Having professionals trained and involved with system hardening offers the possibility of having secure implementations and avoids misconfigurations
Systems hardening requires dedication. And knowledge. An essential combination to overcome the bad configuration that we have found so many times in companies.
A bad configuration that is far from new. Go ahead, this article doesn’t try to discover the wheel. In fact, we will talk about using tools that other people have already developed, so the credit is not mine.
This time, we want to focus on the use of RDP. A utility that all sysadmin use every day but that, due to different cases, isn’t well configured on many times.
A very common environment is that of the company that for more than five years had obsolete equipment (XP, 2003 for example, which did not have the option of network authentication prior to RDP (NLA)) on its network. And these coexisted with more modern operating systems: W7, W10, W2012…
In these environments, the default way to connect to their computers via RDP was not to have an option enabled that in Windows 10 is enabled by default. This is Network Authentication for RDP (NLA):
This option requires the user connecting via RDP to authenticate securely before establishing a session with the server. This minimizes DOS attacks, allows single sign-on, and mitigates RDP vulnerabilities. All are advantages.
There are different attacks on the RDP protocol, such as the well-known Bluekeep, and in the future there will surely be many others.
In this article we are going to analyze the picaresque of using public tools like Seth, which help us carry out an MITM-type attack to get the credentials of users that use RDP. For example, a Sysadmin that occasionally connects to the company’s DC.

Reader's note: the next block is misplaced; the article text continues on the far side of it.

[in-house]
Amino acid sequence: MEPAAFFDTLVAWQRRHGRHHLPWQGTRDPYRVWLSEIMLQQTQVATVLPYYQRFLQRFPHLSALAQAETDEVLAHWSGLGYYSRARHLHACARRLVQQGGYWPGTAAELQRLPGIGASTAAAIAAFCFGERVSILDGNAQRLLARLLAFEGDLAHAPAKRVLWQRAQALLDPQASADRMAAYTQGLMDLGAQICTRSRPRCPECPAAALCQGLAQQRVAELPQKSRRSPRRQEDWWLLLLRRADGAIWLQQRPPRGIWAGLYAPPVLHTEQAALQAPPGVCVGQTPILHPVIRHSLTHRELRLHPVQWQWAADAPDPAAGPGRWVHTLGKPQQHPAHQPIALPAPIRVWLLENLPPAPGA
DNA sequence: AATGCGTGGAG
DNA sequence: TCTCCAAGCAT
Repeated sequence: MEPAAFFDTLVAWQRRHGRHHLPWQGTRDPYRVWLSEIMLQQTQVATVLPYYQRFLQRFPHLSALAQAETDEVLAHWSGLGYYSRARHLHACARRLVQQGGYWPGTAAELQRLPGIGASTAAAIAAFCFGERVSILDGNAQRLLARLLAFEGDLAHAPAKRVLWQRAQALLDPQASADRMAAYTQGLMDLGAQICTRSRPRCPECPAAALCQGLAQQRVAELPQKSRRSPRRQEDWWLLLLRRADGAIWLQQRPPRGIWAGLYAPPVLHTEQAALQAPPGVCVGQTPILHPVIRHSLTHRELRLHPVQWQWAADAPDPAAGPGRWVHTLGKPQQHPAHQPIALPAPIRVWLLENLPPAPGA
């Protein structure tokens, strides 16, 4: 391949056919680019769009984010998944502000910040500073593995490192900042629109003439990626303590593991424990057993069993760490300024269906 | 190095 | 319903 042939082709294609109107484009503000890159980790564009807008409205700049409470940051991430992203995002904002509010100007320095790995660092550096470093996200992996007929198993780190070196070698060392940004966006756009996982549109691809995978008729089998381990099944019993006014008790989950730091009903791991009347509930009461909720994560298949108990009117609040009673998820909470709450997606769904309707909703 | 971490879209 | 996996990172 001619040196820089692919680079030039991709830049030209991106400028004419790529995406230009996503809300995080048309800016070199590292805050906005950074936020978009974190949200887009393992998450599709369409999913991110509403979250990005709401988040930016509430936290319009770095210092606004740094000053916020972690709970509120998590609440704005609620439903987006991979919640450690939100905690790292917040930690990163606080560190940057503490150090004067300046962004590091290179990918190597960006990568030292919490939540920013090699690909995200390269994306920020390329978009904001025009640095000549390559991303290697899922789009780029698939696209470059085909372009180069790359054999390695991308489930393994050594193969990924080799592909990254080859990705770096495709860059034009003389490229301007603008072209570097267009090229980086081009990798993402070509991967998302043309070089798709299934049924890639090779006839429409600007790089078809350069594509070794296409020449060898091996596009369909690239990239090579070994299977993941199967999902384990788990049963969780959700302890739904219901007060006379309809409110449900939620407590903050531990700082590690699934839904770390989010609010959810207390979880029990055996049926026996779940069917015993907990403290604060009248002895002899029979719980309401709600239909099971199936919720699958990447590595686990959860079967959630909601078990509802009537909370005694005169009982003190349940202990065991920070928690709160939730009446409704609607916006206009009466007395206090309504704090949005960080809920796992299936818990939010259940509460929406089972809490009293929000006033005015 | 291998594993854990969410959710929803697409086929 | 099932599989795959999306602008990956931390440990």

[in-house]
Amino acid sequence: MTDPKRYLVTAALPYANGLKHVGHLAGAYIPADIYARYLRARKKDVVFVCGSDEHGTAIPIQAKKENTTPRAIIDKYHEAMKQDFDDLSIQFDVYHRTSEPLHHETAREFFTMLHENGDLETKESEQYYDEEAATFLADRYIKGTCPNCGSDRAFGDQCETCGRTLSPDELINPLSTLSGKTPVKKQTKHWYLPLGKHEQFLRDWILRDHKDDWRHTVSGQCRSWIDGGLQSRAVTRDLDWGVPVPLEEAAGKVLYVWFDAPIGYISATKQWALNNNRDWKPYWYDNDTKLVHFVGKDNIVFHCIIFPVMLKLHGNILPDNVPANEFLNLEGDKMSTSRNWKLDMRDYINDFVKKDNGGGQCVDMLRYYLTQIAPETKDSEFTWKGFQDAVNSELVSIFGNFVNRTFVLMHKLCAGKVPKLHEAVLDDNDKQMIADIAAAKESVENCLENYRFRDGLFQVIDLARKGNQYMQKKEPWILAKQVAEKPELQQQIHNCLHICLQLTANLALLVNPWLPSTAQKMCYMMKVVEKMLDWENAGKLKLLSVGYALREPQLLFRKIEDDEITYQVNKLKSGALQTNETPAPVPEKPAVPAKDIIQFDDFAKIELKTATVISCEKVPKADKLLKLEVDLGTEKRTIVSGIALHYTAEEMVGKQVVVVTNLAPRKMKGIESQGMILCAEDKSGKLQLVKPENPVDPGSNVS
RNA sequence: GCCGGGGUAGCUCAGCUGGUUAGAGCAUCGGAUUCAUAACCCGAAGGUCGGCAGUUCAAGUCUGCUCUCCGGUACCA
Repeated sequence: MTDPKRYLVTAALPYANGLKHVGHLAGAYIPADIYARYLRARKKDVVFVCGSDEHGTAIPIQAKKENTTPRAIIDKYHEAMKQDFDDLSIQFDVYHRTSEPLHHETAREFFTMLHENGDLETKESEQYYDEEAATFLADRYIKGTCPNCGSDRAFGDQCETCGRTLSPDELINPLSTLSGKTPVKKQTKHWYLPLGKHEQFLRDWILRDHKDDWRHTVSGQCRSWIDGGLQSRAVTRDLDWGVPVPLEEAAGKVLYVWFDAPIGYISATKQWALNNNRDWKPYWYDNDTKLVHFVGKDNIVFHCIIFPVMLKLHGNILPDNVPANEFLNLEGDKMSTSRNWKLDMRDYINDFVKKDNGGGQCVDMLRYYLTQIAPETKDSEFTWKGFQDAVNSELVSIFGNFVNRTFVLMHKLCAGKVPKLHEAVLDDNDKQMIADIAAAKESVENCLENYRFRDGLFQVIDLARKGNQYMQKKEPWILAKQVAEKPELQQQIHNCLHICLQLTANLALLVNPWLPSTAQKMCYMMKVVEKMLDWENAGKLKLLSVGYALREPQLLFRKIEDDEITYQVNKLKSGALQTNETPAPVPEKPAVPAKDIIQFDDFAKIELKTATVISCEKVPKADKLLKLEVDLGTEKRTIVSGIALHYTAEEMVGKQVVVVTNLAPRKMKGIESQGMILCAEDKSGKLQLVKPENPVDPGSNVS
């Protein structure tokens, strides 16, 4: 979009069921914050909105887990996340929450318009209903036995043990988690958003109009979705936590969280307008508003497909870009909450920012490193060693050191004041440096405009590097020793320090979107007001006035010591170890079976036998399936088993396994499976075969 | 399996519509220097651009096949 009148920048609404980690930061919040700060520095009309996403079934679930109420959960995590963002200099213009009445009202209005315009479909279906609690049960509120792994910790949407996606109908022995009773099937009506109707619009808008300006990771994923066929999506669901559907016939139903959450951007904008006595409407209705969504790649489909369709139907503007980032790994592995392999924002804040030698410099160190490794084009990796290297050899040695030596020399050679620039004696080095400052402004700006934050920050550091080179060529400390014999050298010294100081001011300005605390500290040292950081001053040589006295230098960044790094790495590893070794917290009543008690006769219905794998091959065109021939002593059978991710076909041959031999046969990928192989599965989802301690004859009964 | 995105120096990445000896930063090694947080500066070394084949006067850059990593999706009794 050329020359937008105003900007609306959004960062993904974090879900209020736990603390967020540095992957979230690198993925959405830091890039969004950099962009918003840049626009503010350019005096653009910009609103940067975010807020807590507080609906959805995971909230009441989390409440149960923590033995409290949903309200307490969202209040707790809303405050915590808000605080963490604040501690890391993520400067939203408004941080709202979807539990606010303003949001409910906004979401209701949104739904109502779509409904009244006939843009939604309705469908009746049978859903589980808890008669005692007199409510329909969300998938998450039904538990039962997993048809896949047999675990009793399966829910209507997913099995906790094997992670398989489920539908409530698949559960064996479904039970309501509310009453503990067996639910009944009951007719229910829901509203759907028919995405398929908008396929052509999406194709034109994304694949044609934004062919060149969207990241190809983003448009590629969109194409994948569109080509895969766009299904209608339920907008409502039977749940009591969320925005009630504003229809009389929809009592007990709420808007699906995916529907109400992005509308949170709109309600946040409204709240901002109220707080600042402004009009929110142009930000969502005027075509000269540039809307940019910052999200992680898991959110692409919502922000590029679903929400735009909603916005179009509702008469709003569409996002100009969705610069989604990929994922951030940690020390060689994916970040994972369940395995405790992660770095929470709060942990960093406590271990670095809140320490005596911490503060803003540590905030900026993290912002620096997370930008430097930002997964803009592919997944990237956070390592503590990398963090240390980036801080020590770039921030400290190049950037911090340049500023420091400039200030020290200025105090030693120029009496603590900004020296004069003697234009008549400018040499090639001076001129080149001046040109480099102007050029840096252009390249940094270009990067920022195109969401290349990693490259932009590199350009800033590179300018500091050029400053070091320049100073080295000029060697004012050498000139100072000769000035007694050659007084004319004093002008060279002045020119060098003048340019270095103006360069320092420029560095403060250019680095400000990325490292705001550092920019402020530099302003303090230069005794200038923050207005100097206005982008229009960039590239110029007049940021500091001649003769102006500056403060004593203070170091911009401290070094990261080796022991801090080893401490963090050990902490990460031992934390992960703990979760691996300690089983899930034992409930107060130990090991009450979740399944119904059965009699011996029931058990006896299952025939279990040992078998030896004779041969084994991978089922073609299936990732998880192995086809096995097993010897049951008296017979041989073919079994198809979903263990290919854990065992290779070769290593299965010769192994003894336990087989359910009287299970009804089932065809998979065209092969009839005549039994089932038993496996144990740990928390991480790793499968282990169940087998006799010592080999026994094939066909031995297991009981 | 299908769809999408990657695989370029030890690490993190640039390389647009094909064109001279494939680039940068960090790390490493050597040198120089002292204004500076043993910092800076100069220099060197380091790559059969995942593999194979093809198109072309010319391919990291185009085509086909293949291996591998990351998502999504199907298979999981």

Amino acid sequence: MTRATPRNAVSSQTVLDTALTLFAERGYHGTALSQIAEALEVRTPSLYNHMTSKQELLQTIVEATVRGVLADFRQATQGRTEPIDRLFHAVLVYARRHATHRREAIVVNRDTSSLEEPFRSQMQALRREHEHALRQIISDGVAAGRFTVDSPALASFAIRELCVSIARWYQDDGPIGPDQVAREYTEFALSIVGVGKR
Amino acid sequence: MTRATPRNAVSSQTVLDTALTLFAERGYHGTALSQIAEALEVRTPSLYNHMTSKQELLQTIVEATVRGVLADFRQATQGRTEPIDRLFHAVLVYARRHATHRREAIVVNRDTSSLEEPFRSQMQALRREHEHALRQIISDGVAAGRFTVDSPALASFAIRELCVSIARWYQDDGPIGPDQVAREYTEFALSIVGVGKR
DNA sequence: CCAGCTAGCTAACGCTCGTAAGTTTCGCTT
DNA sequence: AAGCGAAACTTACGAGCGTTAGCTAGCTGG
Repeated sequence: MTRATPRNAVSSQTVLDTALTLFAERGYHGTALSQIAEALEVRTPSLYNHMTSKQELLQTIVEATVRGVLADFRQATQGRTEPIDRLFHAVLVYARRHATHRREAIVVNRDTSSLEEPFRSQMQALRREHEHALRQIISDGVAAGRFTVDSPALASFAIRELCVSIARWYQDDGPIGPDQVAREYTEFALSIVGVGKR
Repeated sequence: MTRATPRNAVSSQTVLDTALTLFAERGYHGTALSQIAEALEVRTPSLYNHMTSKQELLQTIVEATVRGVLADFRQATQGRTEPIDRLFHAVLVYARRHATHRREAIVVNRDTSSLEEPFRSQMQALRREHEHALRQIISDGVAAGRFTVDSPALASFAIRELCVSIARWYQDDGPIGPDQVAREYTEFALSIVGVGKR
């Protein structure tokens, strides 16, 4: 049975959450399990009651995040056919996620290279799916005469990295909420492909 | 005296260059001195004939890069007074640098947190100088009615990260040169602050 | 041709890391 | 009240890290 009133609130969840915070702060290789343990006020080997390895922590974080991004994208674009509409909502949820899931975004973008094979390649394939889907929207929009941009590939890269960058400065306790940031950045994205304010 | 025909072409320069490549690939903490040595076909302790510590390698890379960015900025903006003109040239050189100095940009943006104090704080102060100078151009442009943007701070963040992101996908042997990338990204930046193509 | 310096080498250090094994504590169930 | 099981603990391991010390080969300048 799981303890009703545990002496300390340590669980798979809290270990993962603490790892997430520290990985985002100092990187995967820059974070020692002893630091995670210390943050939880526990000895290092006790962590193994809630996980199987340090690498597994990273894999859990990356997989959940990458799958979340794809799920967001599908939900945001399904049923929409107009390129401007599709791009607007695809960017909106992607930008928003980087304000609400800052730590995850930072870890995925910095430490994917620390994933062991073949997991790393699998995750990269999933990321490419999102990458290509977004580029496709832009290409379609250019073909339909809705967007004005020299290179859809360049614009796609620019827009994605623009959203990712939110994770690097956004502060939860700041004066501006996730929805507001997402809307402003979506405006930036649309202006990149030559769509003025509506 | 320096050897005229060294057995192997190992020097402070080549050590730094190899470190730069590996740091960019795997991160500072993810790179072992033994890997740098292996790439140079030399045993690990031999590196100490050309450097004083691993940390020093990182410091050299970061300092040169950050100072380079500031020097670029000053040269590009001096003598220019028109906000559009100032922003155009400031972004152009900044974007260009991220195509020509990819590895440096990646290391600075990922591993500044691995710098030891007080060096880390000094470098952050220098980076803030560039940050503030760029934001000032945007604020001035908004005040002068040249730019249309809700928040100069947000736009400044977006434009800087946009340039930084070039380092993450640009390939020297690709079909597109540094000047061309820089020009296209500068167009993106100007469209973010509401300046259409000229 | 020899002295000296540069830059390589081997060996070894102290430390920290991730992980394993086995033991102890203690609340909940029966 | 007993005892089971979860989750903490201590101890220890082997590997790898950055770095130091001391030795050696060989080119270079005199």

Let us assume the following scenario. A malicious user or an insider wants to get valid Sysadmin credentials.
The malicious user or insider performs preliminary discovery tasks to determine which machines to attack. To do this, he needs to know the IP of the DC and the IP of the Sysadmin machine. It will do this with nmap, netdiscover … even with the use of social engineering.
The insider could even force the blocking of different user accounts to generate incidents within the company itself to force the Sysadmin to connect to the DC to see the status of the accounts.
On a Linux machine it makes use of the Seth tool, simply passing the following arguments:
● Network interface to use.
● Attacking machine IP.
● Sysadmin machine ip.
● Target machine IP (DC).
Poisoning at the network level occurs. And also a CREDSSP downgrade is made, a forged certificate is presented, so that the Sysadmin will enter its credentials and accept the certificate (the issuer is apparently the DC itself):
The moment the Sysadmin accepts it, the attacker obtains the credentials in clear text … At that point, all the details of the certificate should be analyzed in order to verify it, but … Does any Sysadmin do it?
And now it only remains to find the right moment to do magic with RDP itself or other tools such as CrackMapExec, PStools … Here the imagination is free.
It is important to highlight the importance of knowing the different options for system hardening and security that Windows offers.
When an option tells us about authentication, encryption … before disabling it without thinking we must investigate the implications and analyze the possible risks. In the case of RDP, without going any further, there are many.
The updates that the manufacturer offers or the default security settings represent another important variable to consider. As well as not using protocols or characteristics of the same that are obsolete, as is the case with RDP.
Having personnel involved and dedicated to the hardening systems as a continuous task offers the possibility of having secure implementations. A very valuable asset within cybersecurity services.
Also the ability to detect unsafe or erroneous configurations. Providing the company with more secure and reliable systems, avoiding present and future threats.But the worst thing that can happen in a company is having conformist Sysadmins.
Professionals who only care that things work. But they don’t really know how they work. Professionals who, in their day to day, endorse that saying of the wise man:
What is worse, ignorance or not know?
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